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If thereís one thing we can gather now that the snow has been shoveled from the stage of Forks, Washington, is the impact that the success of the Twilight films has meant to todayís cinema.  The movie industry has discovered the financial power of the teenage female and has at long last, good or ill, begun to produce girl-centric films accordingly. Apparently that revelation has transcended international boundaries making its way to Korea, who has released a teen-friendly, furry fairy tale called A Werewolf Boy.

Suni is an old lady, thereís no getting around it.  She despairs over wrinkles and sagging muscles in her face while her salt and pepper hair gives away her advanced years.  Like many older folks, sheís more or less overlooked in her own home, watching her grown children rush about around her, while sheís only occasionally part of it all.  A phone call transports Suni back to the past: A rural house where she lived for a short time while convalescing for her weakened lungs has been willed to her.  Though itís been decades since she was there, itís up to Suni to decide whether or not to sell the place.  Upon returning to inspect the land, Suniís memories transport her to her teenage years when she lived in the house with her mother and younger sister and another unexpected guest already on the premises. 

The home previously belonged to a reclusive scientist rumoured to be doing strange experiments in the night.  One of those experiments remained behind after the scientistís death.  When Suni hears odd noises outside her window, what she first reckons is some sort of wild animal is actually revealed to be an incredibly dirty, frightened young man.  Starving, encased in filth, with unkempt hair and clawlike nails, the boy seems more beast than human.  The bumpkin police force has no clue what to do with the wild charge, so Suniís kindly mother takes the youth in, names him Cheol-su and does her best to clean and feed him.  Having no civilising factors to adapt him to this new life among normal folk and seemingly incapable of human speech, Cheol-su is as helpless and lonely in his way as Suniís respiratory illness has made her.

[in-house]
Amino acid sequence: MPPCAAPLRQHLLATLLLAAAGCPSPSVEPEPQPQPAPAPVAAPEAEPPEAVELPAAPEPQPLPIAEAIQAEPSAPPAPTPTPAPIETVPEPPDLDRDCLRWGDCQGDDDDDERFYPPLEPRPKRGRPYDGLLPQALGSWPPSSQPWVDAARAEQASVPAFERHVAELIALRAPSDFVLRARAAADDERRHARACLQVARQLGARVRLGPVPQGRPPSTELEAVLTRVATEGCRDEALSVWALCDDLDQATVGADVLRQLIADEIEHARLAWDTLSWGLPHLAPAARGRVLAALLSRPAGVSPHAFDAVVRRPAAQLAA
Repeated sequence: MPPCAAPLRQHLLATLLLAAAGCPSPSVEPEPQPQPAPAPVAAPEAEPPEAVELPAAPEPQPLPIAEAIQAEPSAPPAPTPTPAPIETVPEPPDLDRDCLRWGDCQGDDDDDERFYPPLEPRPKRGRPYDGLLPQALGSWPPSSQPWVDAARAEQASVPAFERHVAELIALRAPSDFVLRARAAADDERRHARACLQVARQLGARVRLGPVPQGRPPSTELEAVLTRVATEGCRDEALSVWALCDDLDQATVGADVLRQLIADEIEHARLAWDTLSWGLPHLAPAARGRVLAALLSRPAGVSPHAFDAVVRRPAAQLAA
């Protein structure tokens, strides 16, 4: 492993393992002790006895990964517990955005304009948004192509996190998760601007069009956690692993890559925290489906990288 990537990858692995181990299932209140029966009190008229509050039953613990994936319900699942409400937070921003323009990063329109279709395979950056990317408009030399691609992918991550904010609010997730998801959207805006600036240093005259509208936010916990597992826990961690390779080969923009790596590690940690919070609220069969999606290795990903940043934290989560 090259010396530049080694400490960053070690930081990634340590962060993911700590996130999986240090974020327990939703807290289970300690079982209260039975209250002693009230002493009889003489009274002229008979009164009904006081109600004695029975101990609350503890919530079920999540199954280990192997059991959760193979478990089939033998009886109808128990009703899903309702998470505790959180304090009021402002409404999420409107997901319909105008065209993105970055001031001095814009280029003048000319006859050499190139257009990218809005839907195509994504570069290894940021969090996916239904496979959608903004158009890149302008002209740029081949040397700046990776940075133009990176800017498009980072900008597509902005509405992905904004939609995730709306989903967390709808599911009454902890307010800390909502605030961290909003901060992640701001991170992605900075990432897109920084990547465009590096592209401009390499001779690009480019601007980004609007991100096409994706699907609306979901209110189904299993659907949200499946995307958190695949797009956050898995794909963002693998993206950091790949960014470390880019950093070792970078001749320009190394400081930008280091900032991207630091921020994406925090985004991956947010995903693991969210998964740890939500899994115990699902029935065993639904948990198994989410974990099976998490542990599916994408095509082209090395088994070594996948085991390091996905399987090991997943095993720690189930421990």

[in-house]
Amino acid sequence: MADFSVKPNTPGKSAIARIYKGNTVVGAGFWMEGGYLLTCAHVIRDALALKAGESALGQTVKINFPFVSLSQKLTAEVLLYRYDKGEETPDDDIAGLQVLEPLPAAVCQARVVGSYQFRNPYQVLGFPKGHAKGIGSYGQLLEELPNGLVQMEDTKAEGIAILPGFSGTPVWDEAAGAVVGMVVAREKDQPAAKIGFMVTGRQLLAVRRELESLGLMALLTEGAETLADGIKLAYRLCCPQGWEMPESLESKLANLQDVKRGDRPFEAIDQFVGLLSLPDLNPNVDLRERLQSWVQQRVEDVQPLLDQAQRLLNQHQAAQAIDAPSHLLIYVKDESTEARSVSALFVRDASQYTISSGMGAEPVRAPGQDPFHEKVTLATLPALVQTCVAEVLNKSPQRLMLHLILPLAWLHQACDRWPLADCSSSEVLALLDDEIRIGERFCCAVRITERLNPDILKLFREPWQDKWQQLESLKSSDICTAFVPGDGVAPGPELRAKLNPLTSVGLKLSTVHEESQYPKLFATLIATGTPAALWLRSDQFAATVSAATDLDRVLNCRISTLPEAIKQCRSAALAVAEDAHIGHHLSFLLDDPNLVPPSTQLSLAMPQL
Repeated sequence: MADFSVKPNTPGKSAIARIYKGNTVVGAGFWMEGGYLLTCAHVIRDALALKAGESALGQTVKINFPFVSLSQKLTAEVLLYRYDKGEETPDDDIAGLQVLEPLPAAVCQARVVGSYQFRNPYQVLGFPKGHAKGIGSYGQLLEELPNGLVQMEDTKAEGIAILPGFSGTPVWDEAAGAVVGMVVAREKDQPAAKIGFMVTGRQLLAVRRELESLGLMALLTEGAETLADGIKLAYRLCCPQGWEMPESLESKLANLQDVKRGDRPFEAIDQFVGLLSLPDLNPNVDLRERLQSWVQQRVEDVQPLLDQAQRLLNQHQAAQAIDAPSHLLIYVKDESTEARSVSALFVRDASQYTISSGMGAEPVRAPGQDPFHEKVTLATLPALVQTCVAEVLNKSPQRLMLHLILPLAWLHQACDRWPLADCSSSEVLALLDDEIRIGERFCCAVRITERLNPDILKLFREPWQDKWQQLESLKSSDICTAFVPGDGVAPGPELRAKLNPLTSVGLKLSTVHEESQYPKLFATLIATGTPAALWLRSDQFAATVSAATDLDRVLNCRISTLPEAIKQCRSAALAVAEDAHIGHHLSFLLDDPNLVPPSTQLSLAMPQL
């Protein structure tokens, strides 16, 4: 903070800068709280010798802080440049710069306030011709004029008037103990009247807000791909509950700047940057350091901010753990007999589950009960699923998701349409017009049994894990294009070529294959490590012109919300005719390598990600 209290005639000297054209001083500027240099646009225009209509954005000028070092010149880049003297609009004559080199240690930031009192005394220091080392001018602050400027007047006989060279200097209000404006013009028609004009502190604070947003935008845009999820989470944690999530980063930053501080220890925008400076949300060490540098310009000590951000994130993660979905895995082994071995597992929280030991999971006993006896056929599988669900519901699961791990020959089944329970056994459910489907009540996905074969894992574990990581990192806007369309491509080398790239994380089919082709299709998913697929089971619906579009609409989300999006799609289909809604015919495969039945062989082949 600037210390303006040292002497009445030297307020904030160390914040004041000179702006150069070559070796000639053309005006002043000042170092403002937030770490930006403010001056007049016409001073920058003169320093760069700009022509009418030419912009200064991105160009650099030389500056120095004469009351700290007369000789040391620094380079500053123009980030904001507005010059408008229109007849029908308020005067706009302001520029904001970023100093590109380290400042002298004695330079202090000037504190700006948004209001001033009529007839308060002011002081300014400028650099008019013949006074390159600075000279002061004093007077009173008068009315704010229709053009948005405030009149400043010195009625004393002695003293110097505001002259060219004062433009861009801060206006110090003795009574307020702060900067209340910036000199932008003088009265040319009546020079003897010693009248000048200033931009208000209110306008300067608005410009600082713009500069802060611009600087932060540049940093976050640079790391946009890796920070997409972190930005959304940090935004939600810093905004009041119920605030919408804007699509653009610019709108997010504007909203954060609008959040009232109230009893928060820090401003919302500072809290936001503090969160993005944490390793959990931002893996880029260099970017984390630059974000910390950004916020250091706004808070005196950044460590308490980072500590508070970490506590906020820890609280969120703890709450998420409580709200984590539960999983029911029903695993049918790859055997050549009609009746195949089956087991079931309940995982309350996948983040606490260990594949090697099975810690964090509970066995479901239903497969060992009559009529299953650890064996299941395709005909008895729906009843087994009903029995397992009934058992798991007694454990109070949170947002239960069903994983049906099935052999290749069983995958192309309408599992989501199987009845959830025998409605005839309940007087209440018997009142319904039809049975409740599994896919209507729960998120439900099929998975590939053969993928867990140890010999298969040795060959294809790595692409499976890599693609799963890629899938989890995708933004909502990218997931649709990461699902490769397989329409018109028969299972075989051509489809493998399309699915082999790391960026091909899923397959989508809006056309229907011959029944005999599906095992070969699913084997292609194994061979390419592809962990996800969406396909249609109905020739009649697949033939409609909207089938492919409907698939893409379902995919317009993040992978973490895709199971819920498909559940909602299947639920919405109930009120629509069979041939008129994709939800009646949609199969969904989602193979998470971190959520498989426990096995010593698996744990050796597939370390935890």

The initially resentful, wary Suni takes it into her head to train Cheol-su as one would a dog, and it actually works.  The benefits of Suniís rewards system shows instant results and soon Cheol-su is no longer turning over the dinner table to frantically scarf down whatever vittles he can get his hands on, but quickly learns to read and write for the praise of a pat on the head.  For all that Cheol-su cannot speak, a bond grows between the two isolated teenagers and eventually when the officials offer placement in a home for Cheol-su, Suni impersonates her mother to refuse it. 

Of course this sweet, bucolic existence cannot go on without a snake in the garden: Enter Ji-tae, the spoiled son of SuniĎs dadís business partner.  Ji-tae has loaned them the house, clearly with an expectation that Suni would be the ultimate payment.  The slimy, rich boy is not Suniís cup of cha and unable to conceive of any female not dropping at his feet, Ji-tae employs more aggressive methods to persuade Suni of his feelings.  This triggers a bit of a change in Cheol-su, whose transformation into a super-strong lupine creature gains Suniís gratitude, but places the innocent changeling in danger of exposure and elimination once Ji-tae brings in the authorities.  Cheol-su is imprisoned, prodded and in peril of death for merely existing, and Suni must decide for the trusting boy what is best for him even if it breaks her heart.